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Stinky's Kitchen - Sweet Ghost Chilli Sauce
3737 posts
Stinky's Kitchen - Sweet Ghost Chilli Sauce

A co-worker gave me some Ghost Peppers from his garden.   Now I love chiles,  but I definitely have my limits and I think Ghost Peppers in their normal form are probably well beyond those limits.     I wanted to find a way that I could use them that could allow me to taste them without having a nuclear furnace inside of me.  

I've previously made Ghost Chorizo Sausage which while tasty didn't really have the sort of zing I'm after.    I had recently made some Thai Sweet Chilli sauce with Red Jalepenos from the garden and was really happy with it,  so I decided to do similar with the Ghost Peppers.

Most of the sweet chilli sauces on the internet are very similar and use corn starch to thicken.   I'm not a huge fan of thickening cold sauces with corn starch so I swapped it out for xanthan gum,  feel free to use corn starch ( or don't thicken at all ).   Here's the recipe I came up with.


  • 1 Ghost Pepper

  • 1 Red Bell Pepper

  • 2 Peeled Garlic Cloves ( bonus points for using preserved garlic)

  • 1/4 Cup Vinegar ( I like Rice or Cider for this )

  • 1/3 Cup Sugar

  • 1/4 Cup Soft Brown Sugar ( or palm sugar if you have it )

  • 3/4 Cup Water

  • 1 Tablespoon Salt

  • 1 Star Anise (whole)

  • 1/4 Teaspoon Xanthan Gum


Cut a few slits in the red bell pepper and cook it over a gas burner until black and blistered all over.   Place in a bowl and cover with saran wrap.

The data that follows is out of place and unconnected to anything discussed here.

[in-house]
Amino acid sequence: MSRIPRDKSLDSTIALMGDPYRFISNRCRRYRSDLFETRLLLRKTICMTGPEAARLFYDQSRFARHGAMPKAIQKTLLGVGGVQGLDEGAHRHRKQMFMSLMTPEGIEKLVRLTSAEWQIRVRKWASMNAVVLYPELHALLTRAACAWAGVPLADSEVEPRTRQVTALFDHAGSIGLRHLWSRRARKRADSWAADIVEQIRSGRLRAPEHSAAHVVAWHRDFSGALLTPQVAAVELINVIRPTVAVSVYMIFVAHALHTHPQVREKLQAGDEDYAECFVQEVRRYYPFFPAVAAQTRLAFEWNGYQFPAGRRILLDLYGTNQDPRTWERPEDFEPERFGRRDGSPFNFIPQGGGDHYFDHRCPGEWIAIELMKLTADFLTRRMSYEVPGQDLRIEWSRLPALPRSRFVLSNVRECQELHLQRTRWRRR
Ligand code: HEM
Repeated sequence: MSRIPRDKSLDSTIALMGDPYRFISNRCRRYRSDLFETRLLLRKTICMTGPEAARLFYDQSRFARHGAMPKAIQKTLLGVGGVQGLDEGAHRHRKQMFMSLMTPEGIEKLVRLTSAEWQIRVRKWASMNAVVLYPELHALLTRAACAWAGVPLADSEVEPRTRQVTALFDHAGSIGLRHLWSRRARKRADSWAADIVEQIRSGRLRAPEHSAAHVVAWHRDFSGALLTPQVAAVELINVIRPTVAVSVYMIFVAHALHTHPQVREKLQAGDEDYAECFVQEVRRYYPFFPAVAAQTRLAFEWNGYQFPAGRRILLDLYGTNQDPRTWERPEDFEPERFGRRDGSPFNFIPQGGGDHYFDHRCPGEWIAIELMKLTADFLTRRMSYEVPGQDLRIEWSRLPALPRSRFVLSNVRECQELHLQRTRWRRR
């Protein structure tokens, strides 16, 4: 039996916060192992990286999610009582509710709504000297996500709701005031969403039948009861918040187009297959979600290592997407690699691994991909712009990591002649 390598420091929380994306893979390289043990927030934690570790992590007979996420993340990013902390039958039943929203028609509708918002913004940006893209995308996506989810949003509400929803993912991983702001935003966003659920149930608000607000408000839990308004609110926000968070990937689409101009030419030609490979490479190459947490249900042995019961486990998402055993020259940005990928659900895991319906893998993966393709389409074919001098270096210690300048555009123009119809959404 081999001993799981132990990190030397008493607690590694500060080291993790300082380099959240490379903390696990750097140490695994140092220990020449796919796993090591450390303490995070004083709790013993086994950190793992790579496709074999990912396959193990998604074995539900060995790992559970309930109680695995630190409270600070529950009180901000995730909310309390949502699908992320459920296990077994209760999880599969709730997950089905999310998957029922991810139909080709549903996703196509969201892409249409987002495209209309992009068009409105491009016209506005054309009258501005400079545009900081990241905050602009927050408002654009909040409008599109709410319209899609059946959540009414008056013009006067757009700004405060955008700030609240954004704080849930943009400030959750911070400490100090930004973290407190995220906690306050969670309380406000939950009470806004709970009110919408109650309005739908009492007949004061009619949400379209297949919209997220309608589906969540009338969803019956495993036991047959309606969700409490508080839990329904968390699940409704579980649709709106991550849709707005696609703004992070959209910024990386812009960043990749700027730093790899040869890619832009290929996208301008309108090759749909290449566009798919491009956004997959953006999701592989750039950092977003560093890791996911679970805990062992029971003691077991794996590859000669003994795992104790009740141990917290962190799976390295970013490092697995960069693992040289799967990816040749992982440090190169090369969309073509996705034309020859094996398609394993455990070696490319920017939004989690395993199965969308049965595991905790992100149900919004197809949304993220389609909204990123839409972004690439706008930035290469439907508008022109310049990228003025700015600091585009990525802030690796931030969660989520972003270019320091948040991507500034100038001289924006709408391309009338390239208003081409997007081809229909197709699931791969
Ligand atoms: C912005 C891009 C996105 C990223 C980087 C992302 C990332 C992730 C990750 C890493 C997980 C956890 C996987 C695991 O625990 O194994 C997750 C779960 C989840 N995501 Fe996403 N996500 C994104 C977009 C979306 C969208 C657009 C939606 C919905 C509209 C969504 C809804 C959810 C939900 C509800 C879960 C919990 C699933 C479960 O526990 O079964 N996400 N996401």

Bring a pan up to medium heat,  Briefly toss the star anise in the pan to toast it.    Add the Vinegar and half the water along with both sugars and the salt.   Finely dice the Ghost Pepper  and the Garlic cloves and add them to the pan ( up to you if you want to add the seeds also ).

Bring the pan up to the boil and then reduce to a slow simmer for about twenty minutes.  

Peel the skin off the red pepper ( I find using a fork for this makes it pretty quick and easy ).    Don't worry if there's a few charred bits of skin left, that'll just add flavour.    Dice the flesh as finely as you can and add it to the sauce with five minutes to go.

Remove the sauce from the heat after twenty minutes is up.

Add the Xanthan Gum to a little bit of the left over water and whisk to form a paste.   Add the rest of the left over water and whisk it vigorously ( or use a stick mixer or a blender ) and then pass it through a sieve to catch any clumps.

Once the sauce has cooled down to about room temperature add the Xanthan gum and whisk.    You can use a blender or stick mixer for this,  but you do want pieces of the pepper suspended in the sauce so don't go too crazy.

Poor into jars and refrigerate.

05:09am 24/11/12 Permalink
05:09am 24/11/12 Permalink
Brisbane, Queensland
6990 posts
f*** yeah, looks awesome.
I like my hot sauce runny for quick distribution ala tabasco.. I gather it would be fairly similar without thickening?

speaking of spicy sausage, a kind european sounding gent down at the markets just sold me his spiciest spanish salami.
tastes really good while pretty f*****g spicy too but the way he slapped and handled the meat was somewhat disturbing. he also had some crazy powder cured ones that looked like s*** but tasted amazing.

then it's settled, stinky's going to do more cured meats :)
08:56am 24/11/12 Permalink
08:56am 24/11/12 Permalink
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